Northam gas tax hike would cost typical Virginia family nearly $250 a year
Virginia drivers would see a $491 million gas tax hike under a proposal from Gov. Ralph Northam.
Passenger vehicles drive a combined 80 billion miles across nearly 58,000 miles of Virginia roads every year. And the state’s transportation policy has historically focused on maintaining that road infrastructure. But the ground might be shifting under Virginia’s drivers – along with the taxes they pay.
Gov. Ralph Northam and his allies in the General Assembly are championing a gas tax hike of 12 cents per gallon. It would be phased in 4 cents at a time over three years, ultimately bringing the gas tax from 22 to 34 cents per gallon, an increase of more than 50%.
Assuming average mileage and fuel economy, this gas tax hike would cost a family with two teenage drivers almost $250 a year more, a couple with one teenage driver over $200 a year in additional taxes, and about $75 a year in higher gas taxes on a typical adult motorist.
Will higher gas taxes fix roads?
If the additional revenue were earmarked for road spending, some drivers might grin and bear it. No such luck: gas tax increases in Virginia have a history of being siphoned off for other projects, and the connection between motor fuel taxes and road funding exists more on paper than in reality.
There’s no guarantee the additional money – a $491 million tax increase – will go to roads.
Some gas tax revenue goes to mass transit and policymakers’ pet projects, and in an economic downturn, lawmakers might even sweep the money into the general fund. Meanwhile, in addition to the Commonwealth’s share of federal transportation dollars, some road funding is drawn from the sales tax.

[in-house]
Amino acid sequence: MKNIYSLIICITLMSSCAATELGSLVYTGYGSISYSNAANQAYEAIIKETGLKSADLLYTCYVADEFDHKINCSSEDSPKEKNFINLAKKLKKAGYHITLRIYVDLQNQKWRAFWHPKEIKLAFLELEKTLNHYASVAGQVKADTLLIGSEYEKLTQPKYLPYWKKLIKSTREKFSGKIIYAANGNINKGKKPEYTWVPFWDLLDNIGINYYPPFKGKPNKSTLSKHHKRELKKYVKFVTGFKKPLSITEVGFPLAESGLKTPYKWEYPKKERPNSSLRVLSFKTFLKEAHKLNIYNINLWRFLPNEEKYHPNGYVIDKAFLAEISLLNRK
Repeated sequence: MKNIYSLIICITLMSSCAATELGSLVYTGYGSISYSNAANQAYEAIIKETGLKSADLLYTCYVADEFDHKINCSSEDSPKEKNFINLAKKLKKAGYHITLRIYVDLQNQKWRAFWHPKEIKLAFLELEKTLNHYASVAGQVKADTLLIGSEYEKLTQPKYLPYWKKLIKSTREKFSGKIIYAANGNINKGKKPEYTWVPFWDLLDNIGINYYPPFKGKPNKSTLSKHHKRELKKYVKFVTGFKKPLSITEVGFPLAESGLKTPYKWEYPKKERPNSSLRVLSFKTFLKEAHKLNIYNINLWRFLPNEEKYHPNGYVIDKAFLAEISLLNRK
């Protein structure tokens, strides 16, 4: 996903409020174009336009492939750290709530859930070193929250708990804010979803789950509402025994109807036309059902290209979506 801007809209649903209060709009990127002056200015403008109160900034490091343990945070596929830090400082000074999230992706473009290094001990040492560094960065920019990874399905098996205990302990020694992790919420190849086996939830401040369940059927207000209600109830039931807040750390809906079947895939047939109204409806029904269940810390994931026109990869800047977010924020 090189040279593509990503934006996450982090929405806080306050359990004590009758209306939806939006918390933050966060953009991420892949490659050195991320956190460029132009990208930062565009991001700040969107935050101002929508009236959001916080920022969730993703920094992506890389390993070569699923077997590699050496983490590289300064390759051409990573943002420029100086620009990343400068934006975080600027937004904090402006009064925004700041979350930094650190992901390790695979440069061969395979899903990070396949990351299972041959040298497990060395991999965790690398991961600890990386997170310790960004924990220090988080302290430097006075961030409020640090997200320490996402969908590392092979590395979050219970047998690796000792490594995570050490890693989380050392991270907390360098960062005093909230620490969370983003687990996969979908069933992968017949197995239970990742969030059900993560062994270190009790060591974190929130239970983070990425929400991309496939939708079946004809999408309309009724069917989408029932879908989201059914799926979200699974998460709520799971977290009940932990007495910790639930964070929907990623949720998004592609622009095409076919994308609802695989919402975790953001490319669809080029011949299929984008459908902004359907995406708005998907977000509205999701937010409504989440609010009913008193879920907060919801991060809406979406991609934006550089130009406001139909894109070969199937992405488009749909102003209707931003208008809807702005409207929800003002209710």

It’s possible to imagine a plan that raises the gas tax while cutting the sales tax, shifting more of the burden of road funding to those using the roads. That’s not what Northam’s plan proposes. There’s no offset anywhere else in the tax code.
There are some silver linings for drivers in the governor’s budget proposal, like ending an inspection requirement that doesn’t make driving any safer, but there’s no need to hold the repeal of an ineffective policy hostage to a nearly $500 million tax increase. Additionally, a proposed reduction in vehicle license fees does not come close to offsetting the higher gas tax.
In short, the gas tax hike proposal is a revenue grab. And the motivation may be hidden in plain sight: to discourage driving.
Under Northam, Virginia has joined both the Regional Greenhouse Gas Initiative, or RGGI, and the Transportation Climate Initiative, or TCI, pledging to cap carbon emissions from both power plants (the RGGI) and transportation (the TCI). The TCI contemplates requiring fuel wholesalers to buy credits for the gasoline they sell, driving up the cost of gas in the state. Perhaps as an opening bid, the Northam administration would like a gas tax increase. It operates as a twofer, raising revenue by increasing the cost of driving.
When designed as a user fee, gas taxes are intended to pay for roads. Designed as a “sin tax,” a gas tax increase becomes about getting people off the roads. Instead of easing congestion in Northern Virginia or along the I-81 corridor, abiding by TCI priorities would mean diverting funding to mass transit, bike paths, electric vehicle charging stations and other wish list items that don’t benefit Virginians for whom driving is a necessity.
It’s one thing to ask people to pay for the roads they use; it’s another to ask them to pay for the infrastructure they don’t use, or to be penalized for driving a car, particularly in a state as large and diverse as Virginia.
Virginia is the only southern state to join the TCI. And if Northam gets his way, Virginia drivers will be paying more at the pump even before the TCI’s more aggressive policies are implemented, without any assurances that the money will go toward the improvement of the roads they use.
That the gas tax could go up more than 50% is troubling enough. What should really worry Virginians is the prospect that it’s just a down-payment on even more burdensome policies down the road.